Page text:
When Jesus noticed that a crowd was forming, He rebuked the demon. He addressed it as a deaf and mute spirit and told it to come out of the boy and never come back. The demon cried out, caused him to go into convulsions, and came out of the boy. The boy lay on the ground like a dead person and had people believing that he actually was dead. But Jesus took him by the hand and helped him to get up. Later when He and the disciples were in the house, they asked Jesus why they could not cast out the demon. Jesus told them that this type of demon would only come out after prayer and fasting.

    What does it mean?

    Jesus was able to cast out the demon (9:25-27).

    It should come as no surprise that Jesus was able to do this. In our study of the Gospel of Mark, we have seen Jesus cast out a demon several times. For instance, He cast out demons in a synagogue (1:23-26), at night (1:32-34), by the sea (3:10-12), in the country of the Gadarenes (5:1-17), and remotely for the Syro-Phoenician woman’s daughter (7:24-30). If that were not enough, Jesus also gave his disciples the ability to heal and cast out demons (6:13). Jesus was able to do this because He is God. And God can do anything.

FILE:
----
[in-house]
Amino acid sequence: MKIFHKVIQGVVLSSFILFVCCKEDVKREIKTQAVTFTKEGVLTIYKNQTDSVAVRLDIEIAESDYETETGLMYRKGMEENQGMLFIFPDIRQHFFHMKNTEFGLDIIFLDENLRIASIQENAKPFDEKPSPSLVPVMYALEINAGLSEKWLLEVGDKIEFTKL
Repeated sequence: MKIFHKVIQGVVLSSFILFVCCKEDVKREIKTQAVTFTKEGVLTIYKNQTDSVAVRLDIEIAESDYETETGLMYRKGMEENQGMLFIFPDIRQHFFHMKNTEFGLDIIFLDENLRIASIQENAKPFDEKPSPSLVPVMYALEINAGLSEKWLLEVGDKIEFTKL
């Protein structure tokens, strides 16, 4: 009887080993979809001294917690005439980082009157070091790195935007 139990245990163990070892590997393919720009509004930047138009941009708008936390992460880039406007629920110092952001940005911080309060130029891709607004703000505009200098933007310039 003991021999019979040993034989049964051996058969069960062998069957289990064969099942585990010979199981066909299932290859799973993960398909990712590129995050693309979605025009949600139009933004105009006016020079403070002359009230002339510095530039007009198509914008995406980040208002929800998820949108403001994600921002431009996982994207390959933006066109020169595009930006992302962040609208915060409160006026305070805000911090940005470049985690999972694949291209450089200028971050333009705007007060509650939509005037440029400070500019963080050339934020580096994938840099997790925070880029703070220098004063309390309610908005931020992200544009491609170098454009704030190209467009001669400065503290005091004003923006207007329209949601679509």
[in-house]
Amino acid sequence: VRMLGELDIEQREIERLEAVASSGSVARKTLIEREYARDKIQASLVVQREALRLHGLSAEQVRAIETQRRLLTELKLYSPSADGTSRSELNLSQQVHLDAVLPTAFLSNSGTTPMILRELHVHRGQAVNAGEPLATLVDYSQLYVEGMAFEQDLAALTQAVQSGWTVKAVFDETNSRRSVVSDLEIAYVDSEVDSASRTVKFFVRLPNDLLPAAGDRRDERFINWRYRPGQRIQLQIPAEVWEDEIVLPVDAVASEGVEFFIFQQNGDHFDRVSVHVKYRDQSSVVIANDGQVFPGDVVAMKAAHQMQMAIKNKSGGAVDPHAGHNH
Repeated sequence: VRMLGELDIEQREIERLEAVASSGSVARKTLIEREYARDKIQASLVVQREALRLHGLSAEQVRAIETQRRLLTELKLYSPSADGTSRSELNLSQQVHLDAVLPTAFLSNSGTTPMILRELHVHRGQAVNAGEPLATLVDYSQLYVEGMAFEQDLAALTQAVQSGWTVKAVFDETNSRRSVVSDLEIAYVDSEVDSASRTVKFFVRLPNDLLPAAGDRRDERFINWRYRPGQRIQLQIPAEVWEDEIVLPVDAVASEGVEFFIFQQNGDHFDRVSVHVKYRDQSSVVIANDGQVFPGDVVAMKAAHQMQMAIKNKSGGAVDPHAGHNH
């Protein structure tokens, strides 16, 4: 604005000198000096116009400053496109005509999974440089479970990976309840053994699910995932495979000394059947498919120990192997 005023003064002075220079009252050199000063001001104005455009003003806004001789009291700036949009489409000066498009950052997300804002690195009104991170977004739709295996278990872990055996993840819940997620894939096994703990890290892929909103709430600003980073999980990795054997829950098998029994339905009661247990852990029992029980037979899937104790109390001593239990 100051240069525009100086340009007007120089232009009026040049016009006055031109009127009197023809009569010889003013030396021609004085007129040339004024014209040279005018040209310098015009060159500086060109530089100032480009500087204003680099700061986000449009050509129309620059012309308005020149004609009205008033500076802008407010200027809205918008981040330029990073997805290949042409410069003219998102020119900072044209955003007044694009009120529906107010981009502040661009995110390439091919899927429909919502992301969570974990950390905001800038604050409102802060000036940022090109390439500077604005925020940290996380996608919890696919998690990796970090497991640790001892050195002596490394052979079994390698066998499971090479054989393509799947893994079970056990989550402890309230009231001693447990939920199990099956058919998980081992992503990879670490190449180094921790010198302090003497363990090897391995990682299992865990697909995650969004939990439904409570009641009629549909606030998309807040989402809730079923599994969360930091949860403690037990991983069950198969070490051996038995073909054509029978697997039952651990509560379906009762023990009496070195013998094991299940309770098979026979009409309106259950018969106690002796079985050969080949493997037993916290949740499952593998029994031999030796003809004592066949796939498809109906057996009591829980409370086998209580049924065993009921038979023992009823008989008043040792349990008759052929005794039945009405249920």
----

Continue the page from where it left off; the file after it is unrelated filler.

The demon was not happy to comply (9:26).

    It is interesting that the demon inside this boy was none too happy to be sent out. With cruelty in mind, the demon tormented the child a little more before obeying Jesus’ command. It cried out (although it was a mute spirit), caused him to go into severe convulsions, and left him lying on the ground as if dead. Demons are never happy to do God’s bidding and will often do as much as evil as they can get away with before obeying. Thankfully, Jesus was able to remove the demon and raise the child back to health despite the best efforts of the demon.

    Some situations require more than expected (9:28-29).

    You can imagine the chagrin of the disciples as they were publicly humiliated in front of the religious scribes and the large crowd of people. They had previously been given the ability to heal people and to cast out demons. But now they had failed. What had happened? Jesus told them that this kind of demon would not come out unless they prayed and fasted. It may be that “the disciples had failed because they had not prayerfully depended on God’s power.”5 But whatever the case, Jesus instructed them that there would be times when they would need to spend much time in prayer and even set aside food for a time to plead with God for help.

    How does it apply?